Politically, though, this is a smart budget. Perhaps unsurprisingly for a government that has faced criticism from the opposition – and lost an important state election in Bihar – for not doing enough to alleviate rural distress, much of the budget focuses on the revival of agriculture and on increasing rural incomes. Stimulating rural demand in the short term and transforming agriculture in the long run is also economically prudent. By concentrating on the farmer, at least in the budget speech, the finance minister has staved off an outcry from the opposition, which should strengthen the government’s position in Parliament and help its legislative agenda. The Modi government has authored a budget that is a step in the right direction – economically responsible, politically pragmatic and socially prudent.


Emphasis on farming and rural development

The budget includes $16 billion in measures to benefit the rural population, including job creation schemes and funds earmarked for rural infrastructure development. In a speech just before the budget was announced, Prime Minister Modi promised to double farmers’ income by 2022.

Key measures include:

  • A package of Rs 87,765 crore (~$12.8 billion) aimed at the rural sector
  • An allocation of Rs 35,984 crore (~$5.3 billion) for the farming sector and Rs 86,500 crore (~$12.6 billion) for irrigation, staggered over the next five years under NABARD, the development bank of India
  • Rs 5500 crore (~$817 million) for crop insurance
  • The agriculture credit target has been increased from Rs 8.5 lakh crore (~$124.2 billion) to Rs 9 lakh crore (~$131.5 billion)
  • Direct benefit transfer on pilot basis for fertilizer subsidies using Aadhaar
  • 100% FDI permitted under the Foreign Investment Promotion Board (FIPB) route in the food processing sector
  • Increasing the MGNREGA (Mahatma Gandhi National Rural Employment Guarantee Act) fund allocation to Rs 38,000 crore (~$5.6 billion). The MGNREGA offers a right to work guarantee and has been credited with alleviating rural distress and preventing distress migration.
  • Rs 19,000 crore (~$2.7 billion) is being set aside for the Pradhan Mantri Gram Sadak Yojana, which is to build roads to connect all villages by 2019. Increased connectivity will not only improve rural infrastructure but also help increase rural incomes.

Drive for infrastructure growth

Jaitley unveiled a slew of measures to boost the infrastructure sector. The budget hikes public investment in the sector by 22.5% and allocates $32 billion to construct 10,000 km of new national highways and revamp an additional 50,000 km of existing highways.

Some proposals include:

  • Total outlay for infrastructure Rs 2,21,246 crore (~$32.3 billion)
  • Rs 55,000 crore (~$8 billion) for roads and highways development
  • Alterations to the Motor Vehicles Act to facilitate entrepreneurship in the road transport passenger sector
  • Partnerships with states to plan a revival of underserved airports and improve regional connectivity

The government also seeks to revitalize the management of stressed assets by altering the norms for asset reconstruction companies and increase the availability of cheap financing alternatives for the infrastructure sector. The railway budget offers an array of possibilities for logistics. Some key announcements, like that of the creation of a transport development corporation and multi-modal depots, have already received positive feedback from the industry.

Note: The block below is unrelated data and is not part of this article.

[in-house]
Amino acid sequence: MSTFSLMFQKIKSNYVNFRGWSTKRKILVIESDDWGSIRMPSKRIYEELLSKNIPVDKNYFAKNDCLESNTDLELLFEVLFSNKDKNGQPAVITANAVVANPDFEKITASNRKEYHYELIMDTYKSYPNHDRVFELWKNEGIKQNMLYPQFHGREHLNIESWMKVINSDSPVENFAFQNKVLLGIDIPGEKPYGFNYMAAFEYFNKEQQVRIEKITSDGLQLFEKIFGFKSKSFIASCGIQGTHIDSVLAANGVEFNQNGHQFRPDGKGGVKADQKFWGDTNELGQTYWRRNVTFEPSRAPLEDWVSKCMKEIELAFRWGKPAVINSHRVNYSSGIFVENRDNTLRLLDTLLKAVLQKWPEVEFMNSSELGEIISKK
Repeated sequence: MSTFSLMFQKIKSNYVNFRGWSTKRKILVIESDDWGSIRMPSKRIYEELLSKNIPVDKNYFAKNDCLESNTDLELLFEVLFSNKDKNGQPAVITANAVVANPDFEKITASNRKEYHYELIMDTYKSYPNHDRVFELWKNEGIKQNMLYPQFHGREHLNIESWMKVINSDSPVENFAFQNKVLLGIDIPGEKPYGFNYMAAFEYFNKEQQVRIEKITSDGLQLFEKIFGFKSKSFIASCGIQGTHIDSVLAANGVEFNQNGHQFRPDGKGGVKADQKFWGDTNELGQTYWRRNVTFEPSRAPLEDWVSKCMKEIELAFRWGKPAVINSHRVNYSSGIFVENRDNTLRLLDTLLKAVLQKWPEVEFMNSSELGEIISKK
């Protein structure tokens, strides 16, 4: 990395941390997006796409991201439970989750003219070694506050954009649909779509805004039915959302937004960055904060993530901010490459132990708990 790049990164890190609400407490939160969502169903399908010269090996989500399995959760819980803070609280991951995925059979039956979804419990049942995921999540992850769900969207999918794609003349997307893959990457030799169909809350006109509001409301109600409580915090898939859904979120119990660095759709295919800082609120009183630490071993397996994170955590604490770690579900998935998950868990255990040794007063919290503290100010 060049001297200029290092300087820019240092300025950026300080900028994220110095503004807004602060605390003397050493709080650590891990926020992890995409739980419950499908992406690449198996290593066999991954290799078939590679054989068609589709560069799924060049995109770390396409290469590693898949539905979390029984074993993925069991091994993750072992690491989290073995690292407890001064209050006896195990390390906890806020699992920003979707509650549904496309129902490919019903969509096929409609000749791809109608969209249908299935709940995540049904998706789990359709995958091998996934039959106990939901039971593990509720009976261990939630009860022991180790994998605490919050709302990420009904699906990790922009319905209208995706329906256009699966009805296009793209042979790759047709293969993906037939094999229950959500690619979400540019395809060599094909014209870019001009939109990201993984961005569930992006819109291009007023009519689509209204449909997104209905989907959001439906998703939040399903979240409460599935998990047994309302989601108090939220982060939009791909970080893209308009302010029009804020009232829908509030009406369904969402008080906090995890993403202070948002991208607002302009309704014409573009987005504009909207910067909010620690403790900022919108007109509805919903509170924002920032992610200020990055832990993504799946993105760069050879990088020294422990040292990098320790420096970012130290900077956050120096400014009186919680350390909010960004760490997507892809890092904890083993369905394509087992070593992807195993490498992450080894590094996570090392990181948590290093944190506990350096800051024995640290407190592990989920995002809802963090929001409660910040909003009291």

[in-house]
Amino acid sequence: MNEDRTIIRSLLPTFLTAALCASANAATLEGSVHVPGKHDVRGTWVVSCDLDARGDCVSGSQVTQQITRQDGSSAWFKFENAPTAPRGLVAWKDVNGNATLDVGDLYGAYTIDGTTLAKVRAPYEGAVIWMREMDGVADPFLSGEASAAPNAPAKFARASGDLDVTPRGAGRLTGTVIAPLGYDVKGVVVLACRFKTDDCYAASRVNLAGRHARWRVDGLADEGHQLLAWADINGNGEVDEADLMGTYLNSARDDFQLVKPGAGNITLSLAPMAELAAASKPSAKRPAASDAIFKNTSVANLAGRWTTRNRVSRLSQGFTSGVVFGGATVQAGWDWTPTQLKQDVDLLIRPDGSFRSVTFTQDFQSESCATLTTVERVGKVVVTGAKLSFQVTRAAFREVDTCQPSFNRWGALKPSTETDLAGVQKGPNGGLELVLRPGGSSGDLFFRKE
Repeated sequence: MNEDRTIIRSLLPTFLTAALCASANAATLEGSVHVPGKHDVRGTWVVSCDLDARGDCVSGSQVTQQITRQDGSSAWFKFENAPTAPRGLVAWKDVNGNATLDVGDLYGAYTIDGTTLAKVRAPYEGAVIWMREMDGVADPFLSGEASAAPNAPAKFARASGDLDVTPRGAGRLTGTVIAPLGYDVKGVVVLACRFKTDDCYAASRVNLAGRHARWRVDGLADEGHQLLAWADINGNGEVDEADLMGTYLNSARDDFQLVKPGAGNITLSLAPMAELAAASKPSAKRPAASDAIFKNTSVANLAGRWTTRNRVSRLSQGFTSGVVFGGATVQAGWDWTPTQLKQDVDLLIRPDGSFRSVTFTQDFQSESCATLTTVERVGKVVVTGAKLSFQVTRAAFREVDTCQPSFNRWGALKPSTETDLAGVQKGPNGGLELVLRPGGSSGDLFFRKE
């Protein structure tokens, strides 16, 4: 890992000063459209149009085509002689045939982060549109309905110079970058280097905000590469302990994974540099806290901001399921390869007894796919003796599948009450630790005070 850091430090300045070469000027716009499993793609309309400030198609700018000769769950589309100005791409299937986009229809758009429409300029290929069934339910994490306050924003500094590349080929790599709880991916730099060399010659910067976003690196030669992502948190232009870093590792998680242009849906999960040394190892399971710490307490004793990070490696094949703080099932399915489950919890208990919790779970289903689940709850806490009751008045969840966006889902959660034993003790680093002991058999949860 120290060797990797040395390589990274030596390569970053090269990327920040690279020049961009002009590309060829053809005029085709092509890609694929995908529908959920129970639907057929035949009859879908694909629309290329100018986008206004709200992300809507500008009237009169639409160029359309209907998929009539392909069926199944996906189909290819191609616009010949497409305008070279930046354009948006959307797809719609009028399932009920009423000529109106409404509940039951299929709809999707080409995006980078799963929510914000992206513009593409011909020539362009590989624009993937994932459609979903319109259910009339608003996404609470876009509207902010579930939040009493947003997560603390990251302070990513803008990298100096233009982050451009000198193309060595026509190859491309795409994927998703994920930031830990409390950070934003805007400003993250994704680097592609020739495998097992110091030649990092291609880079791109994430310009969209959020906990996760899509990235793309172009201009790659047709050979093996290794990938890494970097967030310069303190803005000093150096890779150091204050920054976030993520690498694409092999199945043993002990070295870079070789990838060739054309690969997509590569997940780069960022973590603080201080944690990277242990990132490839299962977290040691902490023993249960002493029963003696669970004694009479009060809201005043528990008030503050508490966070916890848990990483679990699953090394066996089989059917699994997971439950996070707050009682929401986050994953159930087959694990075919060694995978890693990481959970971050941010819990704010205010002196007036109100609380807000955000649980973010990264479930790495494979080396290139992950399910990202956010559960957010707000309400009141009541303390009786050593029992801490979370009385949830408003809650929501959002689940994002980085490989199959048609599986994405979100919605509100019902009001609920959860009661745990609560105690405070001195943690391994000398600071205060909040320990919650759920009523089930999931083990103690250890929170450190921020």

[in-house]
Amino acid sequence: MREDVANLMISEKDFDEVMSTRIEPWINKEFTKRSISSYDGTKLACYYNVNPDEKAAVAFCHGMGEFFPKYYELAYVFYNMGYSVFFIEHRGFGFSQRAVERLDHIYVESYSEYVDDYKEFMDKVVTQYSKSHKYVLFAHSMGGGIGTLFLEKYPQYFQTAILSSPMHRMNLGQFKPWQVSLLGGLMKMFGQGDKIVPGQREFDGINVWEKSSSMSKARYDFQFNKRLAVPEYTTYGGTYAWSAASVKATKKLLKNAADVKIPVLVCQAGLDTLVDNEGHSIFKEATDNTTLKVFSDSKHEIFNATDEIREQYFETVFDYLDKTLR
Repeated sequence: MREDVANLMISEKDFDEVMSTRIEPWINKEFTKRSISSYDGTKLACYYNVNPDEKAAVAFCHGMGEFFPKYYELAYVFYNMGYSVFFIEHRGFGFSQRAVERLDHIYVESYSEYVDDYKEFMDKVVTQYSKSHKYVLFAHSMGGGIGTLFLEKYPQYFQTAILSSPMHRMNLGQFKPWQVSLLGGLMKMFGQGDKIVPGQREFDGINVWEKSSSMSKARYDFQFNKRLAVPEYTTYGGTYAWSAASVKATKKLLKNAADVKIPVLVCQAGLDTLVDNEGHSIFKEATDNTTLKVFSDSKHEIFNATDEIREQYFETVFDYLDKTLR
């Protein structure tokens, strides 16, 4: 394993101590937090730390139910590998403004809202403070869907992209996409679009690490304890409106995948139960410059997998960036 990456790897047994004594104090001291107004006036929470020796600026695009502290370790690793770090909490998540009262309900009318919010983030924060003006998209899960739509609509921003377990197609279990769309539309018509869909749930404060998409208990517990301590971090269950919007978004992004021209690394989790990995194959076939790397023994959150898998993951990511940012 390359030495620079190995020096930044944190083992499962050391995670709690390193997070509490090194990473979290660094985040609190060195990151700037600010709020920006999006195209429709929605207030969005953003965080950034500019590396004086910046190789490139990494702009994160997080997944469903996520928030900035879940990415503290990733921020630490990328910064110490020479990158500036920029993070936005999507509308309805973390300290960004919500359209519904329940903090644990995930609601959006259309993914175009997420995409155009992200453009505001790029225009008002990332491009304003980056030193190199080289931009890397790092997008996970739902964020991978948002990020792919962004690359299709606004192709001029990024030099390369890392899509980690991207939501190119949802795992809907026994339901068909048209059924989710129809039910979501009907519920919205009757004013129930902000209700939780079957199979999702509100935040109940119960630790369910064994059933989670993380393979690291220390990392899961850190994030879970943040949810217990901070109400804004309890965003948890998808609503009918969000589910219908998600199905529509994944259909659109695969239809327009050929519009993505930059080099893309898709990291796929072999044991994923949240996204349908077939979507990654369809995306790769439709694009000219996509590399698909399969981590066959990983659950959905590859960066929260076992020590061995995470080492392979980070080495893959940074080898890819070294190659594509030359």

Focus on skill development

To meet the objective of training ten million young people for employment over the next three years, the budget includes several measures to boost spending on education.

Key proposals include:

  • Regulatory architecture to develop 10 public and 10 private educational institutions as world-class education and research institutes, with full autonomy from existing regulators
  • The government will facilitate a digital repository of graduation certificates and diplomas
  • Rs 1,000 crore (~$147 million) for higher education financing to help educational institutes
  • Rs 1,700 crore (~$250 million) for 1,500 multi-skilled development centers

Reforms to improve corporate governance and ease of doing business

Though there are few new major reforms, the budget seeks to enable an efficient and effective government, cutting down on red tape and making it easier to do business.

Key initiatives include:

  • Steps taken to strengthen PPPs through a proposed dispute resolution mechanism and provision for renegotiation of PPP contracts, which would help revitalize pure PPP to finance infrastructure projects
  • A task force to rationalize human resources in the government and in autonomous bodies
  • An amendment to help banks recover loans from defaulters more efficiently
  • Amendments in the Companies Act to improve the environment for start-ups
  • Proposal to increase the investment limit of foreign entities in Indian stock exchanges from 5% to 15%, on par with domestic institutions
  • Proposal to permit residency status along with five-year business visa to foreign investors

Financial sector set for a major overhaul

The government has pledged to introduce amendments to crucial acts and bills, such as the bankruptcy code.

Other proposals include:

  • A comprehensive bankruptcy code for financial firms
  • Statutory backing for a monetary policy framework and a monetary policy committee
  • A financial data management center
  • Rs 25,000 crore (~$3.7 billion) for the recapitalization of stressed public sector banks (PSBs), which are reeling from bad loans and non-performing assets
  • New derivative products to be developed under SEBI for the commodity derivatives market
  • The RBI to help retail participation in government securities 


PDF icon Click here for document.pdf